Gov’t Report: Solar Power Is Getting MORE Expensive

By Andrew Follett

Solar panels are 20 percent more expensive in recent months, according to data from the United Kingdom government.

The cost of installing panels rose from a low of $2,291 in January to $2,759 per kilowatt of installed solar capacity, according to data publishedby Great Britain’s Department of Energy and Climate Change this week.

This price increase occurred in spite of lucrative subsidies, mandates and tax incentives which have financially supported the U.K.’s solar industry since the mid-2000s. These incentives were originally intended to bring down the price of solar power, but have instead caused Brits to pay a whopping 54 percent more for electricity than Americans in 2014. Some analysts believe solar panel costs are rising because of the subsidies, which actually discourage the solar industry from cutting costs, since consumers and the government are taking on some of the risk. Brits also encourage solar power by paying roughly $6.6 billion in energy taxes every year.

Green energy subsidies in the U.K. regularly exceed spending caps and account for roughly 7 percent of British energy bills, according to a government study released last July. In the U.S., green energy subsidies and other regulations have caused the average American’s electric bill to go up by 10 percent since President Barack Obama took office in January, 2009, even though the price of generating power has declined.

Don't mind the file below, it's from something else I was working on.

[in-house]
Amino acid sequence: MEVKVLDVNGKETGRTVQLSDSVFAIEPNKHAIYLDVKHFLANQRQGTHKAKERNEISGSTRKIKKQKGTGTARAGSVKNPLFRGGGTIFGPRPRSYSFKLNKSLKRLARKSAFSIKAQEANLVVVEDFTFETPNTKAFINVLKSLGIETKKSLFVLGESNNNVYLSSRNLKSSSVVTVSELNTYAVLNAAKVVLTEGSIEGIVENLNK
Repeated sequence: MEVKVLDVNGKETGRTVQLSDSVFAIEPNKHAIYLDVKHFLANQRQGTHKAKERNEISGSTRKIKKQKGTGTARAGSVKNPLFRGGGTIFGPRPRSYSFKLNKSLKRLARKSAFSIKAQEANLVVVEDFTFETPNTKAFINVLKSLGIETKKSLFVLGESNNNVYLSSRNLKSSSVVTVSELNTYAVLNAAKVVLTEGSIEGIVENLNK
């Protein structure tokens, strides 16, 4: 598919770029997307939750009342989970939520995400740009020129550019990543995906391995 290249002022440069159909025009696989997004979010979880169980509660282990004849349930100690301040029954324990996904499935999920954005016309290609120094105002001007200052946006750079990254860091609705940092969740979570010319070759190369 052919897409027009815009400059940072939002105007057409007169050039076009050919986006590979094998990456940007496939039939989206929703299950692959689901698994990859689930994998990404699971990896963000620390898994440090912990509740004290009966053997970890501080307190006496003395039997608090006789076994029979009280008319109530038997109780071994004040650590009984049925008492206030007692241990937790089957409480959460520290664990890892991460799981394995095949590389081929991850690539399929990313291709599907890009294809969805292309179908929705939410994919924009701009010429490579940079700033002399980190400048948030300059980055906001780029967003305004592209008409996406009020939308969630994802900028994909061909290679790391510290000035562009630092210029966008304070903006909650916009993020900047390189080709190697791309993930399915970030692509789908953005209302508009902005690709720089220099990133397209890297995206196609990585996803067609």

The U.S. federal government subsidizes solar power 326 times more than it subsidizes coal, oil and natural gas per unit of electricity generated. Green energy in the U.S. got $13 billion in subsidies during 2013, compared to $3.4 billion in subsidies for conventional sources and $1.7 billion for nuclear, according to data from the Energy Information Administration (EIA).

The average European spent 26.9 cents per kilowatt-hour on electricity, while the average American only spent 10.4 cents, according to a Daily Caller News Foundation analysis of power prices. These rising power bills hit Europe’s poor the hardest, hurting them 1.4 to four times more than they hurt the rich,according to a study by the National Bureau of Economic Research.

EIA data from 2007 shows solar energy was subsidized at $24.34 per megawatt-hour and wind at $23.37 per megawatt-hour. By contrast, coal received $0.44, natural gas and petroleum received $0.25, hydroelectric $0.67, and nuclear power $1.59 per megawatt-hour. In 2010, subsidies were even higher, reaching $775.64 per megawatt-hour for solar power.

Solar power produced 0.6 of all energy used in America last year, according to the EIA.

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